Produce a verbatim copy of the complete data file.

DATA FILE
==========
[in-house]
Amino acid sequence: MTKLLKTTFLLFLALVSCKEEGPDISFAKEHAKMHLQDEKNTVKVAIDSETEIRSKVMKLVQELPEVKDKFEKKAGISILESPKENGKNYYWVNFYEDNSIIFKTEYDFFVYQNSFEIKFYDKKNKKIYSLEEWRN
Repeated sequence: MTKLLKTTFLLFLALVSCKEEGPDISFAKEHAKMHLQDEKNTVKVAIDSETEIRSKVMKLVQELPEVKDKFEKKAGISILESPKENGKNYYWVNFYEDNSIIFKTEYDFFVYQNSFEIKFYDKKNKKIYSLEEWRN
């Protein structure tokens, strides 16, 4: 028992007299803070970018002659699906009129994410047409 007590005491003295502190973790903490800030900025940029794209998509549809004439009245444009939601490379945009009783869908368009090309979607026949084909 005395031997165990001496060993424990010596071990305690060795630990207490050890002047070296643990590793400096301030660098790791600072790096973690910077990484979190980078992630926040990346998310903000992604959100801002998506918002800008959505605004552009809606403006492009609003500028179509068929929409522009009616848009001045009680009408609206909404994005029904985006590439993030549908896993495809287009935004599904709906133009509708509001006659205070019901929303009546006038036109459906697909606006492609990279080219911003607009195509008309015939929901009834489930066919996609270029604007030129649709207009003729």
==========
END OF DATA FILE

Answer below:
[in-house]
Amino acid sequence: MTKLLKTTFLLFLALVSCKEEGPDISFAKEHAKMHLQDEKNTVKVAIDSETEIRSKVMKLVQELPEVKDKFEKKAGISILESPKENGKNYYWVNFYEDNSIIFKTEYDFFVYQNSFEIKFYDKKNKKIYSLEEWRN
Repeated sequence: MTKLLKTTFLLFLALVSCKEEGPDISFAKEHAKMHLQDEKNTVKVAIDSETEIRSKVMKLVQELPEVKDKFEKKAGISILESPKENGKNYYWVNFYEDNSIIFKTEYDFFVYQNSFEIKFYDKKNKKIYSLEEWRN
């Protein structure tokens, strides 16, 4: 028992007299803070970018002659699906009129994410047409 007590005491003295502190973790903490800030900025940029794209998509549809004439009245444009939601490379945009009783869908368009090309979607026949084909 005395031997165990001496060993424990010596071990305690060795630990207490050890002047070296643990590793400096301030660098790791600072790096973690910077990484979190980078992630926040990346998310903000992604959100801002998506918002800008959505605004552009809606403006492009609003500028179509068929929409522009009616848009001045009680009408609206909404994005029904985006590439993030549908896993495809287009935004599904709906133009509708509001006659205070019901929303009546006038036109459906697909606006492609990279080219911003607009195509008309015939929901009834489930066919996609270029604007030129649709207009003729």